Managing chronic pain in people with learning disabilities: A case study

Sarah Lewis, Dorothy Bell, David Gillanders

Research output: Contribution to journalArticlepeer-review


Chronic pain is a prevalent, under-diagnosed problem in the learning disability population. This is in part due to communication problems, unrecognized pain behaviours and the effects of medication. As a consequence, chronic pain often goes untreated and causes ongoing distress. This paper initially describes the main research that has been carried out into learning disabilities and chronic pain management and then goes on to detail the case of a 32-year-old woman with mild-moderate learning disabilities who has been suffering from chronic pain for 16 months. A multi-modal and multidisciplinary assessment was carried out to explore the physical and psychological underpinnings of her pain and its impact on her quality of life. A cognitive-behavioural pain management intervention was developed by adapting a manual for non-learning disabled adults to meet the physical, social and cognitive needs of the client. Sessions were carried out once a week for 4 months and improvements were reported in the level of pain intensity, levels of anxiety and depression and the range of activities she took part in.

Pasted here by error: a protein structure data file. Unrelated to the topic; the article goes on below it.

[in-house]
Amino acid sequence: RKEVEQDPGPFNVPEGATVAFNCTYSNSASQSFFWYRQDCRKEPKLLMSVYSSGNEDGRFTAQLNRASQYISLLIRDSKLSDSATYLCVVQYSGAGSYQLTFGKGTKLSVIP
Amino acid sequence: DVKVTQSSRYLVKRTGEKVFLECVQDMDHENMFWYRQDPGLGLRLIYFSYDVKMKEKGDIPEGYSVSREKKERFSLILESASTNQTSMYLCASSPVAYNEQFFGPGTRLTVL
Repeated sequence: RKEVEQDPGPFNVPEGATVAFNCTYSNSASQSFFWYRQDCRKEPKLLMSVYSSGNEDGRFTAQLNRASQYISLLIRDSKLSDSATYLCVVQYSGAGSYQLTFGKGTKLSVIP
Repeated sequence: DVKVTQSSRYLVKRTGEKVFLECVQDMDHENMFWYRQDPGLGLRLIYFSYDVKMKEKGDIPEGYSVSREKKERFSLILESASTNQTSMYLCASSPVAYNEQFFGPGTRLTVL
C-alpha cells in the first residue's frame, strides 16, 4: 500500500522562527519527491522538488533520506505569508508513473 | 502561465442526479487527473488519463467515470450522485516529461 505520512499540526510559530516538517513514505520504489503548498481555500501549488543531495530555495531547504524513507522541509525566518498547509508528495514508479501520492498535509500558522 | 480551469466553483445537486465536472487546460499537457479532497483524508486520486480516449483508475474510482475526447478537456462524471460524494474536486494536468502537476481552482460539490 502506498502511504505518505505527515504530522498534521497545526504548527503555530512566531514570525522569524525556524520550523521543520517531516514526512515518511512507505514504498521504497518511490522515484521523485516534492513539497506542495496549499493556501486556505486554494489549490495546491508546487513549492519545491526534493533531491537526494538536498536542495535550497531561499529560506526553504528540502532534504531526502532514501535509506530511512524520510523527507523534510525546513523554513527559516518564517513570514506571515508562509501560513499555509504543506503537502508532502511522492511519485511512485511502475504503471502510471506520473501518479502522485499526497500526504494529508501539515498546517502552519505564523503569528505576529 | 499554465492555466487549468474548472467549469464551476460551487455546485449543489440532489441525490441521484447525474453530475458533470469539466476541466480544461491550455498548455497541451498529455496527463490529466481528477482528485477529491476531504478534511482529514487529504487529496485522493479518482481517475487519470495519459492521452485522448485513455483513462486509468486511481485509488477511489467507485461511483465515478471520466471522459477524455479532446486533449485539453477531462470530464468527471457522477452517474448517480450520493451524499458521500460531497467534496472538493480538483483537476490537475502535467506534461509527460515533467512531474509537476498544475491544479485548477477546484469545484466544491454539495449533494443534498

Original languageEnglish
Pages (from-to)93-98
Number of pages6
JournalBritish Journal of Learning Disabilities
Issue number2
Publication statusPublished - 1 Jun 2007


  • Chronic pain
  • Learning disabilities
  • Pain management

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